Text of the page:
the business. Messrs. Haynes & Co., Limited, the pub-
lishers of this book, use considerable quantities of fine
woods in their workshops, and if you will call, or write and
tell them what you want, you may rely on getting the right
thing at a fair price. You can buy the wood, just as it was
cut from the tree, sawn into blocks of the right size to
begin to work upon ; for instance, two pieces of pine for
the belly ; another piece of pine out of which you can get.
your top and bottom blocks, corners or " quoins," side-
linings, and bass-bar ; two pieces of maple for your back ;.

and another piece of maple w^ithin which Hes a lovely neck,,


head, and scroll, if you have the wit of brain and deftness
of hand to bring it out. The merit of making a good
instrument will be yours if you succeed; and you will have
the satisfaction of knowing, before you begin, that you have
obtained good material on which it will well repay you to-
spend your time and labour. Therefore, buy your wood.
Unless you have the necessary experience, and the

THE ART OF FIDDLE MAKING. 5

judgment born of experience, it will avail little to tell you


that your wood must be well seasoned, quite sound and free
from flaws, and of straight grain that it must not be too
:

hard or too soft j and all the rest of it. If you buy your
wood from a good judge of good wood, all these details will
have been well and wisely looked after, by those capable of
looking after them, before it comes into your hands. Again,
therefore, I say, buy your wood, and do not trust to your
^wn judgment.

CHAPTER II.

THE VIOLIN maker's TOOLS.

nPAKE now another word of advice lei your tools be the


best that money can buy. Bad tools are a constant
source of annoyance. Some of your tools will be such as
are used by all who work in woodj others are specially
made for violin makers. The latter kind you can buy of
the firm before mentioned. Keep your tools always in
.iirst-classworking order.
A work-bench, or table, is an absolute necessity. It
need not be more than five or six feet by two-and-a-half or
ithree feet. At one end of it should be an ordinary wooden
carpenter's vice. Let your bench be of such a height that
you can work at it standing, without stooping. We need
hardly tell you that its surface should be perfectly level, or
.that it should be kept rigidly clean. On the title-page of
this book is a rough sketch of all that the bench tieed be ; of
course you can make it as ornamental as you please.
You will want three saws the first an ordinary saw,
;

with a 24-inch blade; the second a hand-saw for smaller


work ; the third a bow-saw (or fret-saw) of the uiual shape.
Three ordinary chisels; a small one 3-i6ths of an inch
— — —

6 THE ART OF FIDDLE MAKING.


wide, a medium size 3-8ths of an inch wide, and a large-

size one inch wide.


Of gouges, or rounded chisels, you will want eight ; the
smallest one-eighth of an inch wide, and the rest ranging.
from that width to the widest, which must be an inch wide.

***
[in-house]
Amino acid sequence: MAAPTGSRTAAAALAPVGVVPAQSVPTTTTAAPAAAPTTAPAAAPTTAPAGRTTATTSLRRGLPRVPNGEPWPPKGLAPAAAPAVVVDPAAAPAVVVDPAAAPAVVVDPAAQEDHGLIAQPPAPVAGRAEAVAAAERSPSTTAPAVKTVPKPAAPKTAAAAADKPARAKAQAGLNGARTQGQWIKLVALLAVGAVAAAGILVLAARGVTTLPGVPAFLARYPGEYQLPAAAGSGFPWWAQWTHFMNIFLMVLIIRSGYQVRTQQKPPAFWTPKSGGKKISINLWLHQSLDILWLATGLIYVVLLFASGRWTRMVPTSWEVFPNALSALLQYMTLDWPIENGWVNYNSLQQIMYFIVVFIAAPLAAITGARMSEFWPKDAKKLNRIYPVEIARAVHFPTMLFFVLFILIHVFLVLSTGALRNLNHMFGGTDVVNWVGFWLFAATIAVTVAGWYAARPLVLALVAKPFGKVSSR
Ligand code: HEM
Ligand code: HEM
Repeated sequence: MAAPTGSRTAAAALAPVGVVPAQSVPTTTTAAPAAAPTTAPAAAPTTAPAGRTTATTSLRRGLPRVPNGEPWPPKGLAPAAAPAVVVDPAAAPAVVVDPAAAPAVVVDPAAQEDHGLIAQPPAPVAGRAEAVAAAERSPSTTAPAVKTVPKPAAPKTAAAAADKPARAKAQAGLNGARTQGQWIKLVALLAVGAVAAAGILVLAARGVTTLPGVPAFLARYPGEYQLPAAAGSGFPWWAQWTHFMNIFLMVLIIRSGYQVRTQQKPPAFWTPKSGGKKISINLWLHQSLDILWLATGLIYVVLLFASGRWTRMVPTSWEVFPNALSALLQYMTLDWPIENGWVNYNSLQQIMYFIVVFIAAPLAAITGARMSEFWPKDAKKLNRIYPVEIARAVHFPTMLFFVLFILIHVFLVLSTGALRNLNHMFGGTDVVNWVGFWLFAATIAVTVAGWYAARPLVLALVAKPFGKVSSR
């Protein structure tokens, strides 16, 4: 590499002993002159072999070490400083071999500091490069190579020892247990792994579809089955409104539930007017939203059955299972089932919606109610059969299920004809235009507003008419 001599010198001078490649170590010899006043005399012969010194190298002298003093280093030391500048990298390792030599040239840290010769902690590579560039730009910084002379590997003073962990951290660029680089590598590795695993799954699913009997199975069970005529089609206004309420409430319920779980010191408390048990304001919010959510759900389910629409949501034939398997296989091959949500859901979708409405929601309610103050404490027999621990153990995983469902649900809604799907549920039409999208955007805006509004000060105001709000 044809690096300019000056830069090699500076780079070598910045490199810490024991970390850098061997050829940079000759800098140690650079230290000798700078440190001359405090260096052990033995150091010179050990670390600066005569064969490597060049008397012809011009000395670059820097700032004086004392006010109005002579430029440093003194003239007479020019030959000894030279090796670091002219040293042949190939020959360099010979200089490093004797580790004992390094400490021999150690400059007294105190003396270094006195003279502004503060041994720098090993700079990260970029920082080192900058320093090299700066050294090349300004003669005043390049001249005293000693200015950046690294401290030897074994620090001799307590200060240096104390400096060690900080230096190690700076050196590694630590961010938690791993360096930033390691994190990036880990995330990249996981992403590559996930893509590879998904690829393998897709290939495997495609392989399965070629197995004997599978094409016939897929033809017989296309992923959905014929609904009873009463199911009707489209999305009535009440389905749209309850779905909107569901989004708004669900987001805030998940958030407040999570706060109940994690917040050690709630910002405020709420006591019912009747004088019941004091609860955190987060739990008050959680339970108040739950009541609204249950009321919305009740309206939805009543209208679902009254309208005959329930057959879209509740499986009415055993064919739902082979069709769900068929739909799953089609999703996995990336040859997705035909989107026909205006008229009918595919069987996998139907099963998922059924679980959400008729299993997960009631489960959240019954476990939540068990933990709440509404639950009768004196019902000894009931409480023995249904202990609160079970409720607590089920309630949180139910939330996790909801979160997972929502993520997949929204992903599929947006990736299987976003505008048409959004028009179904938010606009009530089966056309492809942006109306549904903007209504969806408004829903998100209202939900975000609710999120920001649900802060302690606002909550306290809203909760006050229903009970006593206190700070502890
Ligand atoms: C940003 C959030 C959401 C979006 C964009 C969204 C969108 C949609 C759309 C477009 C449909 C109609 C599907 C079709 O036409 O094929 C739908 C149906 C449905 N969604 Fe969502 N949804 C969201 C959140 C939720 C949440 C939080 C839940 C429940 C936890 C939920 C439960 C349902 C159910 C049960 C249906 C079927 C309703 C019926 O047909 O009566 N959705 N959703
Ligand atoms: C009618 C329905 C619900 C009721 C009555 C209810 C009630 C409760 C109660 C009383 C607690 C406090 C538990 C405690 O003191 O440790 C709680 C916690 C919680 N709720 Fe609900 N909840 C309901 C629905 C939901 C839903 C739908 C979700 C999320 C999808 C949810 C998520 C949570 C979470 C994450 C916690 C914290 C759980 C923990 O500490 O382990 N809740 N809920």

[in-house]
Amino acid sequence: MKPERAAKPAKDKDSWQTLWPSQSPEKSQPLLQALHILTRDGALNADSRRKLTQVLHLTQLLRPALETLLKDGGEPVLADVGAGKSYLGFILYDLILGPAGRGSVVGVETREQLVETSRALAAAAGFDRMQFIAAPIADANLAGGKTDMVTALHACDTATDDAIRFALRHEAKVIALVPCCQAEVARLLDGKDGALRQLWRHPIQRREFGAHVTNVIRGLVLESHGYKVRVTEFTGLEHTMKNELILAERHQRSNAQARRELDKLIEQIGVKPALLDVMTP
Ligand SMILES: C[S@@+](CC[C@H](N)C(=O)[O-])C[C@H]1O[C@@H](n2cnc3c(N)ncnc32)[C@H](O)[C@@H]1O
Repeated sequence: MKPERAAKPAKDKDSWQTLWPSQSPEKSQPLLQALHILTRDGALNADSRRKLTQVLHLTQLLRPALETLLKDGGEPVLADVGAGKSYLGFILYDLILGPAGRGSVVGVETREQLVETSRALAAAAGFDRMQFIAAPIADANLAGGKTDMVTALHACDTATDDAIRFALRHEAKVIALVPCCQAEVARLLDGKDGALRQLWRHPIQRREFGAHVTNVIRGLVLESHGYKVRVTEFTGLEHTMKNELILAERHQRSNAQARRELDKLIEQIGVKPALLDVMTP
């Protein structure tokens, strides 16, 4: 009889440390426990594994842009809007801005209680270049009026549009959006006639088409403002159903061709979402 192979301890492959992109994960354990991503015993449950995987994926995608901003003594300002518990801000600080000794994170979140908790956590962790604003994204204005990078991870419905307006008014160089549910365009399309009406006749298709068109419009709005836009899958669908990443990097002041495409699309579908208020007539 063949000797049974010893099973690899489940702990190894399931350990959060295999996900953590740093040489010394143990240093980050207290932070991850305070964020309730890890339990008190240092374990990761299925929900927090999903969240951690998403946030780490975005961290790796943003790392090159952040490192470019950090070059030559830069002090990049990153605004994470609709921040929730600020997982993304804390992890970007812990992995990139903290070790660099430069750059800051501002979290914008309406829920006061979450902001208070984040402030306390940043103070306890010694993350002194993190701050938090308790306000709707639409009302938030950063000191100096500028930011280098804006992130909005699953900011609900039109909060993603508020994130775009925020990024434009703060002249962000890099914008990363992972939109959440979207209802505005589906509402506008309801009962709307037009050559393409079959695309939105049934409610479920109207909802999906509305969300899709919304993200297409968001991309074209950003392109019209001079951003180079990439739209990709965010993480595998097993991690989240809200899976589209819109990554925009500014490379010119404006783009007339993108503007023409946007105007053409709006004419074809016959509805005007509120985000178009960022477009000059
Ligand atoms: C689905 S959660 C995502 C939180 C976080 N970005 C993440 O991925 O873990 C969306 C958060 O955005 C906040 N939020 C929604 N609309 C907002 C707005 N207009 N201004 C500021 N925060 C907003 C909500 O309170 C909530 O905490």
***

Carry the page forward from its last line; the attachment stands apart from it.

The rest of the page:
Several planes will be needed. First of all, one with flat
bottom, about eight inches long, of which this is a side
view :

Fig. A.
The bottom of this plane must be of this shape :

Fig. B.
the slit at a «, being for the blade. To remove the blade-
loosen the smaller of the two blocks shown in this figure :

Fig. C.

/
— —
THE ART OF FIDDLE MAKING, 7

and to put it back in its place, first put in the larger blocks
insert the blade, and tap in the smaller block gently with a
hammer. The complete tool, ready for use, is of this
shape :

Fig. D.

Keep all your plane blades so sharp that they will take off
the thinnest possible shaving.
Then you will require three planes with curved bottoms,
for scooping out very small hollows. One should be an
inch long, another an inch-and-a-half, and a third two inches.
These are of metal. The next two figures give a view of the
side and bottom of these curious little tools :

Fig. E.
— — ;

THE ART OF FIDDLE MAKING.

Fig. F.

A long jack-plane of the usual kind must also be provided.


The next illustration will show you the shape of the
knives you will want,

Fig. G.

viz., with pointed blades. Four of these are necessary, the


smallest one inch and the longest three inches in the blade.
By " the blade " I mean the sharpened wedge-shaped part
the iron itself may be much longer, and fixed in a long
wooden handle, which can be cut away as the blade wears
out by constant sharpening.
Two or three cabinet-maker's steel scrapers are wanted,
with rounded edges; and one with a double edge coming
to an angle in the middle, thus :

Fig. H.

To enable you to measure and accurately adjust the


thicknesses of back and belly, you will want a pair of steel
callipers of this shape
:
^

THE ART OF FIDDLE MAKING.

Fig. I.

fittedwith round knobs at the ends to prevent injury being


done wood. These must be long enough in the leg
to the
to reach from any part of the edge to the spot you want to
measure.
Asteel tracer will be wanted, with a spring and a screw,
and with one leg shorter than the other, thus :

Fig. K.

To curve your side-pieces or ribs, and their corresponding


side-linings, to their required shape, a bending iron is used.
B is oval, and C shows the shape of it.

Fig. L.

A small iron hand-vice, to open about 2 J inches, which


needs no description ; and files of various shapes.
lO THE ART OF FIDDLE MAKING.
A good number of wooden hand-screws or clamps of the
shape of fig. M — say rwenty. From A to B should be